What books, anthropology, grandchildren and virtual worlds like Second Life have in common

Books have long served as “immersion technologies” that transport people to alternate worlds. Today, computer technology takes immersion several steps further.

Peter Crabb, associate professor of psychology, in a book review on Centre Daily

Peter Crabb reviewed an insightful sounding book written by anthropologist Tom Boellstorff, without naming it: Coming of Age in Second Life: An Anthropologist Explores the Virtually Human

Boellstorff spent 2 years living among the residents of Second Life, observing and studying their customs like anthopologists do with other cultures. I ordered the book and am curious about his point of view.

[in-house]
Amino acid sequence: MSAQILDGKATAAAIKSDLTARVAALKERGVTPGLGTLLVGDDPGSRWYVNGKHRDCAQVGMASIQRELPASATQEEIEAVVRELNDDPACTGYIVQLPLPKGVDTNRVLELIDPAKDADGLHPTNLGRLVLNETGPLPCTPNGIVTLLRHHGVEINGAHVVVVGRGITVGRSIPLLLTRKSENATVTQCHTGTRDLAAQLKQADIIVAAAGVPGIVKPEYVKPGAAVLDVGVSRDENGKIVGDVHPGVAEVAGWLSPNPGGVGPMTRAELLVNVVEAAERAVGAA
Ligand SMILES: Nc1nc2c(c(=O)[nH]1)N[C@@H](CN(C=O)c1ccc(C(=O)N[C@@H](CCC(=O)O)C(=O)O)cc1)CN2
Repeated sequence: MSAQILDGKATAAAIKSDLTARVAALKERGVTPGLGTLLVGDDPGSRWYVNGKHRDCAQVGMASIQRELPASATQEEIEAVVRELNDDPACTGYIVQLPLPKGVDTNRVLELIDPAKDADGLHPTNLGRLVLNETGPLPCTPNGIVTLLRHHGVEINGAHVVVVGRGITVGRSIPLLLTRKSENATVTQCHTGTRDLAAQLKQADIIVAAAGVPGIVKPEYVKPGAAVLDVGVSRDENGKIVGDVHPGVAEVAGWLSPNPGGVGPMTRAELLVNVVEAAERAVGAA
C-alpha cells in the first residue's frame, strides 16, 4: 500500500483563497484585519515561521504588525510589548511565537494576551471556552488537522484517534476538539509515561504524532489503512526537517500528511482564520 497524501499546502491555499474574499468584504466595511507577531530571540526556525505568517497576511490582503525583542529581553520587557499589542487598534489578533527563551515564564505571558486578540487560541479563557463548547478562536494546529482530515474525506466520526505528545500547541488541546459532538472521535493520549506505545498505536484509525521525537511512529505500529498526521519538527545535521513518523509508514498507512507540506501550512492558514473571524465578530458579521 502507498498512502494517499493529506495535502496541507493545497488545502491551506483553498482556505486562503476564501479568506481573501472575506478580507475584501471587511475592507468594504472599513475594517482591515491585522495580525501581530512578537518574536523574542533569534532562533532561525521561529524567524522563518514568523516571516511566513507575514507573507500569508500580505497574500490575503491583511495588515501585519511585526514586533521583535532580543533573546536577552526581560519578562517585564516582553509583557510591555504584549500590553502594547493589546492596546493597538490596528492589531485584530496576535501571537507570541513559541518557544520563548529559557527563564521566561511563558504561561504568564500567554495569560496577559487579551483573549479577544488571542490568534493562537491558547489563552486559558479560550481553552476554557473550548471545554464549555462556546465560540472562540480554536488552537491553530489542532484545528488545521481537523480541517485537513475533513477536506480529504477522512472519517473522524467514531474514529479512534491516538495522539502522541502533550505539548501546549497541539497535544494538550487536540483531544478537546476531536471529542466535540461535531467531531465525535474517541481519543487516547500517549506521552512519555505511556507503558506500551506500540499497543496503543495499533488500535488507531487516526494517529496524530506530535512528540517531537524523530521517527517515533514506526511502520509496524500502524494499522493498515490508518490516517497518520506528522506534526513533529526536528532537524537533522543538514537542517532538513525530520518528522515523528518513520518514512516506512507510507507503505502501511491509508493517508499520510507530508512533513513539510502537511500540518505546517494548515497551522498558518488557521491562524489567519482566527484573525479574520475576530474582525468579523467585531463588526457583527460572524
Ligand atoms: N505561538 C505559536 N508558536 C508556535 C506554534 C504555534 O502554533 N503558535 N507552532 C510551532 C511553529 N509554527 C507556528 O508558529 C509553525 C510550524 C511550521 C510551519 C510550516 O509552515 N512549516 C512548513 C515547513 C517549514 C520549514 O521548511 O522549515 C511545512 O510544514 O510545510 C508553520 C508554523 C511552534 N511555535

And I already agree with one of his findings: there will be a time when our children will find a distinction between „virtual world“ and „real world“ ridiculous – and impossible.

William Gibson reportedly said so, too:

One of the things our grandchildren will find quaintest about us is that we distinguish the digital from the real, the virtual from the real. In the future, that will become literally impossible. William Gibson [picture by will lion, flickr]

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